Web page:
“We have to deliver value, and we’ve got to measure that value, and really adjusting the resources so we’re doing that well is a mission for you, the business officers of the colleges and universities. You’re the ones charged with fiscal management, and that has huge impact on every aspect of the student’s experience. On the quality of instruction, the availability of financial aid, the physical plant, the support systems. All of those are trade-offs that the financial model drives. My key message today is that that model will be under challenge. And so, instead of tuning it to find 3 percent here or 4 percent there, which has been the story in the past, there will be dramatic changes. … The role of the business officer won’t be just finding that last little tuning, or getting the reports done. It will be to get in the center of the strategy, working with the educational leaders, the effectiveness measures, and figuring out how those goals and the financial numbers come together.”
It’s tough agreeing with Bill Gates.
A short while back PNAS published a meta-analysis of studies by Freeman et al comparing traditional lectures with those that include more ‘active’ activities. In an accompanying news and views, Carl Wieman defined those active methods as follows: ‘In active learning methods, students are spending a significant fraction of the class time on activities that require them to be actively processing and applying information in a variety of ways, such as answering questions using electronic clickers, completing worksheet exercises, and discussing and solving problems with fellow students.‘ The magnitude of the effect was large, with some measures showing an effect size of 0.47. In a letter just published, Hora argues that it is hard to define exactly what traditional lectures are, and that there may be much heterogeneity in this group. In his words ‘the jury is still out on lecturing (his argument is more nuanced that this, so read his words).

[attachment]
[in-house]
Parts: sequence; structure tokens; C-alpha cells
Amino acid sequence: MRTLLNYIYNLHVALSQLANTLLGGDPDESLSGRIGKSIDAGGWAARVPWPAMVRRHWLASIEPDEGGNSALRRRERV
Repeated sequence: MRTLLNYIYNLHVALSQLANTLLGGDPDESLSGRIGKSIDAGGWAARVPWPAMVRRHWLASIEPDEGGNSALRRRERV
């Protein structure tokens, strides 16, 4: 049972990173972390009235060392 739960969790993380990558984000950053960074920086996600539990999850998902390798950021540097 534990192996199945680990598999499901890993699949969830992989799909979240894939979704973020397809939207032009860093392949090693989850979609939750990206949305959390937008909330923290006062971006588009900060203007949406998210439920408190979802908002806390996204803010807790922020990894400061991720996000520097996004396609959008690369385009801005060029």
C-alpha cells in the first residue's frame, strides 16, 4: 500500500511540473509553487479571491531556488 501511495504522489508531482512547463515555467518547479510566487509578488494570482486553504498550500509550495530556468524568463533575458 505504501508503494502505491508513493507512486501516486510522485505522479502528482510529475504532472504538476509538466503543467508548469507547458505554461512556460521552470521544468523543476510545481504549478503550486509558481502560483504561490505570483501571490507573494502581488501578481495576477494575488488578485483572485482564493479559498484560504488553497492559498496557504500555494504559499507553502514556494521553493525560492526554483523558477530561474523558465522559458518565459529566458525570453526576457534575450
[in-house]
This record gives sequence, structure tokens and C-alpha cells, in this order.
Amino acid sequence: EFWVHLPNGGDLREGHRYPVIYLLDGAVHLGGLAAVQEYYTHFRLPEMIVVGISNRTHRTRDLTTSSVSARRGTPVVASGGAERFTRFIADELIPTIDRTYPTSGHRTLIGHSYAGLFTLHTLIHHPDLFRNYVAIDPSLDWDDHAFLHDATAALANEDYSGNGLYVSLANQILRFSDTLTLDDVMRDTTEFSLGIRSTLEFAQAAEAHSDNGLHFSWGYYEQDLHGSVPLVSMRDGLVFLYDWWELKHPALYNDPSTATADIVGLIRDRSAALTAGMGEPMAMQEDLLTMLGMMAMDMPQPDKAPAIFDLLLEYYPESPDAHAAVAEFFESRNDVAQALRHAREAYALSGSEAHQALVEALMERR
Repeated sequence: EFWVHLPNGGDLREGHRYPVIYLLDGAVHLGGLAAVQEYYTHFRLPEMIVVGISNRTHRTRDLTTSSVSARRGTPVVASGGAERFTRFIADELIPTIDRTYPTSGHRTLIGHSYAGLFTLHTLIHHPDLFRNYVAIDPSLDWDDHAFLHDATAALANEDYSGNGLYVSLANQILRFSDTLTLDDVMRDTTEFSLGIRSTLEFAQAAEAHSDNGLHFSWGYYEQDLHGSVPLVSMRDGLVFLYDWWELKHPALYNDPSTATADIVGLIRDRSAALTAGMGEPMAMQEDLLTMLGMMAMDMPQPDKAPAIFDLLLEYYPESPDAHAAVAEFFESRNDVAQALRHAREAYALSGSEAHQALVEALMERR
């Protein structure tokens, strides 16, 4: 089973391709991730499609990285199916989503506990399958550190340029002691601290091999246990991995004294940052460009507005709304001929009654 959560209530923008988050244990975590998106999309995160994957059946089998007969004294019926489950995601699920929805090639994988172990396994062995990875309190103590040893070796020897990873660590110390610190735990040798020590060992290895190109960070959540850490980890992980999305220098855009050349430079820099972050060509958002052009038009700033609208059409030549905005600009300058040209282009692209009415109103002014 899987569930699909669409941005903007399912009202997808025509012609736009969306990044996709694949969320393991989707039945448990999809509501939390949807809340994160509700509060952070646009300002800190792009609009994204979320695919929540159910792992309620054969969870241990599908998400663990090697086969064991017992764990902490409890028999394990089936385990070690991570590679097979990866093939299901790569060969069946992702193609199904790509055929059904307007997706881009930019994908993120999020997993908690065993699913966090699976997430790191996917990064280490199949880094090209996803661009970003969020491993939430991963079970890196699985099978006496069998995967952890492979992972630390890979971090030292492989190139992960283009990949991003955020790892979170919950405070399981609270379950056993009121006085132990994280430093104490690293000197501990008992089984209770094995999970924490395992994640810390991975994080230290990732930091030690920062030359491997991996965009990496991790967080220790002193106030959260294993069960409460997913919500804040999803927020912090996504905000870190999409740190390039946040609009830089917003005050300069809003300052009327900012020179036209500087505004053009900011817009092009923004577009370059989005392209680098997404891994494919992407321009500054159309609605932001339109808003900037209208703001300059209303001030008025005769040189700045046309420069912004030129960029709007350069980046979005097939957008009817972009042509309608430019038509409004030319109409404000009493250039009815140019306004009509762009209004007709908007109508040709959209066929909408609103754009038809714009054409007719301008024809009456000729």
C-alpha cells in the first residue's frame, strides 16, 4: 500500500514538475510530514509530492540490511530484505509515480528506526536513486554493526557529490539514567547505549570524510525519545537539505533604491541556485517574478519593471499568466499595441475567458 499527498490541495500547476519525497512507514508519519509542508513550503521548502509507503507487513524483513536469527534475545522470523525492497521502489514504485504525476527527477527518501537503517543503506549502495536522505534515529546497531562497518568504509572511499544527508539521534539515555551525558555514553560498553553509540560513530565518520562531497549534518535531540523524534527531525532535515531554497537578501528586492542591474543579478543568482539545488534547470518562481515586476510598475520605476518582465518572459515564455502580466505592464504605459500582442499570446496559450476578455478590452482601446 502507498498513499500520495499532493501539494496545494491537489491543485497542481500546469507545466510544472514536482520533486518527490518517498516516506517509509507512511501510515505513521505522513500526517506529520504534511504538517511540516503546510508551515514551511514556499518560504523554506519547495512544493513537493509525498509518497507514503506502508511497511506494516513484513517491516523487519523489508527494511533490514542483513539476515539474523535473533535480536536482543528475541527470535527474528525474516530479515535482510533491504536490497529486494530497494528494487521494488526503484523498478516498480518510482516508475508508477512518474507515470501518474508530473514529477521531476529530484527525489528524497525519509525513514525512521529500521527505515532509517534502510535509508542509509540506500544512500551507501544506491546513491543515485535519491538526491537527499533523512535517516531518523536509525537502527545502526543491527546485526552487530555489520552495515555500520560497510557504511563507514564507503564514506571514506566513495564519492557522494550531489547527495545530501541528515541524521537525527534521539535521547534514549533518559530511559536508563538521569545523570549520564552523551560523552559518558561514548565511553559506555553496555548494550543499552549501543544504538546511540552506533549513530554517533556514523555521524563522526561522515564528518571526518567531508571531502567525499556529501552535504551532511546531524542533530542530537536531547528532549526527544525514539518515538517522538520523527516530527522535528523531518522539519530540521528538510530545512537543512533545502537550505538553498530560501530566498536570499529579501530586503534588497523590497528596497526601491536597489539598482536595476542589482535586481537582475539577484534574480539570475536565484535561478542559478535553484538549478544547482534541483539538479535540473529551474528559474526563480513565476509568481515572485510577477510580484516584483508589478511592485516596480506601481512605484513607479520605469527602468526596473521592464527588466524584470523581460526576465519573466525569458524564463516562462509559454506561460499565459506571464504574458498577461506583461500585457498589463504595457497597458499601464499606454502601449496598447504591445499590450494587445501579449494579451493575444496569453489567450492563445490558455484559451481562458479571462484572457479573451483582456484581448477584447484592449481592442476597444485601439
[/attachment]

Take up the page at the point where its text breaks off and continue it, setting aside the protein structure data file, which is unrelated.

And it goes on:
I have sympathies on all sides. Lectures are not a natural kind, and the delivery, format and style will, I suspect, interact with content and the target group. To some extent, the question, ‘ Do lectures work?’ is a bit like asking ‘Do drugs work?’ Having said all of the that, the weight of evidence seems clearly be in favour of more active methods. There are however other things to think about.
Changing how you do things in a traditional course is not like swapping one pill for another. Nor are studies based on single courses necessarily a good guide to what happens when you implement widespread change. Most importantly, much as though I think you can improve learning using more active methods in lectures, we need to look hard at why we rely on lectures to such an extent, and how we can phase many or most of them out (at least in medicine). We also need to work out when we should use them. Drugs have both benefits and side effects too (or at least unintended actions); some of the latter are occasionally useful. The art, is in matching the type of drug, to the type of patient, at the right time.
‘If there is more truth in the hallways than in meetings, you have a problem’
Ed Catmull, Creativity Inc